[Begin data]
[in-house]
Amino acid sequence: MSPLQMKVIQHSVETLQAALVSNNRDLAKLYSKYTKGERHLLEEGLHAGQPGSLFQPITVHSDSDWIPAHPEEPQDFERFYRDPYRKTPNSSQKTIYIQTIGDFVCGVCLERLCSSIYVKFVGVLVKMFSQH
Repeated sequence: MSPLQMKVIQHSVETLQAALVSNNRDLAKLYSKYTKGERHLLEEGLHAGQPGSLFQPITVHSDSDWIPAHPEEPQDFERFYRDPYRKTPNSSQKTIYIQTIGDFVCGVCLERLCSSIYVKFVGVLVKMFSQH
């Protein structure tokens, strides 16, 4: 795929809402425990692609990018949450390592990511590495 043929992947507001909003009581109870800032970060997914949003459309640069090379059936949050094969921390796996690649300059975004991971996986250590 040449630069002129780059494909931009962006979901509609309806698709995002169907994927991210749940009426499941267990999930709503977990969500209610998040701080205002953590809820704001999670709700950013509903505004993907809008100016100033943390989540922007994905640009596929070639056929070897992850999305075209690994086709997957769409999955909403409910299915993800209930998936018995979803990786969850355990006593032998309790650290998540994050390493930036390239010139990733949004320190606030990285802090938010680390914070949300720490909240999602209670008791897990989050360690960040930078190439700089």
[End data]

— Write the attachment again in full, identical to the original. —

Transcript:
[in-house]
Amino acid sequence: MSPLQMKVIQHSVETLQAALVSNNRDLAKLYSKYTKGERHLLEEGLHAGQPGSLFQPITVHSDSDWIPAHPEEPQDFERFYRDPYRKTPNSSQKTIYIQTIGDFVCGVCLERLCSSIYVKFVGVLVKMFSQH
Repeated sequence: MSPLQMKVIQHSVETLQAALVSNNRDLAKLYSKYTKGERHLLEEGLHAGQPGSLFQPITVHSDSDWIPAHPEEPQDFERFYRDPYRKTPNSSQKTIYIQTIGDFVCGVCLERLCSSIYVKFVGVLVKMFSQH
């Protein structure tokens, strides 16, 4: 795929809402425990692609990018949450390592990511590495 043929992947507001909003009581109870800032970060997914949003459309640069090379059936949050094969921390796996690649300059975004991971996986250590 040449630069002129780059494909931009962006979901509609309806698709995002169907994927991210749940009426499941267990999930709503977990969500209610998040701080205002953590809820704001999670709700950013509903505004993907809008100016100033943390989540922007994905640009596929070639056929070897992850999305075209690994086709997957769409999955909403409910299915993800209930998936018995979803990786969850355990006593032998309790650290998540994050390493930036390239010139990733949004320190606030990285802090938010680390914070949300720490909240999602209670008791897990989050360690960040930078190439700089």